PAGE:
A forthcoming study in The American Journal of Sociology finds that Americans with children are 12 percent less happy than non-parents, the largest “happiness gap” of 22 rich countries surveyed. . . .I find Americans to be weirdly ambivalent about all of this. Some still resist any program that seems to discourage stay-at-home mothering, longing for the days when that was the middle class norm. Others just see more government interference and bureaucracy. And, of course, everybody hates paying taxes. But we certainly could do more for parents if we wanted to, especially if we were willing to cut back our defense spending to a level more like that of other countries.
I might have thought America’s parenting misery was inevitable if I hadn’t moved from the United States to France (where parents are slightly happier than non-parents). Raising kids is consuming here, but not overwhelming: The government offers high-quality day care, billed on a sliding scale, and free preschool for children 3 and up. Older kids have subsidized after-school activities and summer camps. On average, college costs less than $500 a year.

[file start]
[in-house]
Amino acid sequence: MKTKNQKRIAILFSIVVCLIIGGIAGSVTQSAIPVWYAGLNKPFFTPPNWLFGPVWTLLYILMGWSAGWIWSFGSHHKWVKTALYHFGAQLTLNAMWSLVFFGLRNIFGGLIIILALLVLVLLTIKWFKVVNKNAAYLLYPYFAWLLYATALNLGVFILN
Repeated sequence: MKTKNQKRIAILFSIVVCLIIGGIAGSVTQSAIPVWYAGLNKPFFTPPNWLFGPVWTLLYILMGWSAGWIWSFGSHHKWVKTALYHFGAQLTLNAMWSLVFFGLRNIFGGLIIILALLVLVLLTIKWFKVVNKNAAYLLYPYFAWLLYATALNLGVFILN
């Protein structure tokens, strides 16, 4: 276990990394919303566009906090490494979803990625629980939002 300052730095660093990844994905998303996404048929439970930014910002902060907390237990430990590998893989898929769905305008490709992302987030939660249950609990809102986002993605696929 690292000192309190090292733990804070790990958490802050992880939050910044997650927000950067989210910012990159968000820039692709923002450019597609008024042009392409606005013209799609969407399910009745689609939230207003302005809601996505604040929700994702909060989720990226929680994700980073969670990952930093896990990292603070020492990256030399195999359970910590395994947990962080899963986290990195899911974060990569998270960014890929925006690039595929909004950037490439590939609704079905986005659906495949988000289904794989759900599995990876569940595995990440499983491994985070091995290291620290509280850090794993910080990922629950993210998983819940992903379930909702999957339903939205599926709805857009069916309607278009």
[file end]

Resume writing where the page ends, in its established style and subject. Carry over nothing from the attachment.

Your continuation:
Early childhood offerings vary, but everywhere in Europe and in Canada they’re far more generous than in the United States. Ukrainian dads may not change enough diapers, but their government offers paid maternity leave; practically free preschool; and per-baby payments equivalent to eight months of an average salary.
America’s parenting customs can shock foreigners. When the British writer Ruth Whippman got a bill for more than $46,000 for a routine C-section in California, she found herself longing for the “inedible food and Victorian plumbing” of the London public hospital where she’d had her first baby, at no charge, she writes in her new book, America the Anxious.
And that was just the birth. Back in Britain — which isn’t generous by rich-country standards — there was paid parental leave and 15 hours a week of free preschool. In America, she had no paid leave, and discovered that the government offered nothing for most kids until age 5. The strangest part, for Ms. Whippman, was that Americans considered all this normal, and blamed themselves when they couldn’t make it work.
Saturday, October 15, 2016
Government and Child Care
Another comparison of parenting in America and Europe: